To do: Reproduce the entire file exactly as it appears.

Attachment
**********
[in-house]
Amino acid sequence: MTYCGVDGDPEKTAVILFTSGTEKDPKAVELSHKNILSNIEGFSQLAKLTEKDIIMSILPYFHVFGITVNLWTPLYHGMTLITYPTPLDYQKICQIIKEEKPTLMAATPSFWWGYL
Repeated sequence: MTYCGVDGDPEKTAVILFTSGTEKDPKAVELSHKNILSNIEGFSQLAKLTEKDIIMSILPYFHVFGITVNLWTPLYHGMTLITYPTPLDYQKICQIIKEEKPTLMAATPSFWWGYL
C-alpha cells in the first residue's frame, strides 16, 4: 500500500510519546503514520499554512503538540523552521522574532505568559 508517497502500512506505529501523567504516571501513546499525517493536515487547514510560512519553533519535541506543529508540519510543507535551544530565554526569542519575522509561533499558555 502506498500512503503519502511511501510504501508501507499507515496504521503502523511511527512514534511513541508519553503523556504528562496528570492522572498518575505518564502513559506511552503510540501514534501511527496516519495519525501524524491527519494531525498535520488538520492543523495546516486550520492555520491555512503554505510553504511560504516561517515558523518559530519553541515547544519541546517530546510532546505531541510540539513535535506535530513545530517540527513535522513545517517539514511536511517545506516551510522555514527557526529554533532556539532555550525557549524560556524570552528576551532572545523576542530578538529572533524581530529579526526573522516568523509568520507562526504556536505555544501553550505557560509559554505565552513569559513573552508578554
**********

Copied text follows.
[in-house]
Amino acid sequence: MTYCGVDGDPEKTAVILFTSGTEKDPKAVELSHKNILSNIEGFSQLAKLTEKDIIMSILPYFHVFGITVNLWTPLYHGMTLITYPTPLDYQKICQIIKEEKPTLMAATPSFWWGYL
Repeated sequence: MTYCGVDGDPEKTAVILFTSGTEKDPKAVELSHKNILSNIEGFSQLAKLTEKDIIMSILPYFHVFGITVNLWTPLYHGMTLITYPTPLDYQKICQIIKEEKPTLMAATPSFWWGYL
C-alpha cells in the first residue's frame, strides 16, 4: 500500500510519546503514520499554512503538540523552521522574532505568559 508517497502500512506505529501523567504516571501513546499525517493536515487547514510560512519553533519535541506543529508540519510543507535551544530565554526569542519575522509561533499558555 502506498500512503503519502511511501510504501508501507499507515496504521503502523511511527512514534511513541508519553503523556504528562496528570492522572498518575505518564502513559506511552503510540501514534501511527496516519495519525501524524491527519494531525498535520488538520492543523495546516486550520492555520491555512503554505510553504511560504516561517515558523518559530519553541515547544519541546517530546510532546505531541510540539513535535506535530513545530517540527513535522513545517517539514511536511517545506516551510522555514527557526529554533532556539532555550525557549524560556524570552528576551532572545523576542530578538529572533524581530529579526526573522516568523509568520507562526504556536505555544501553550505557560509559554505565552513569559513573552508578554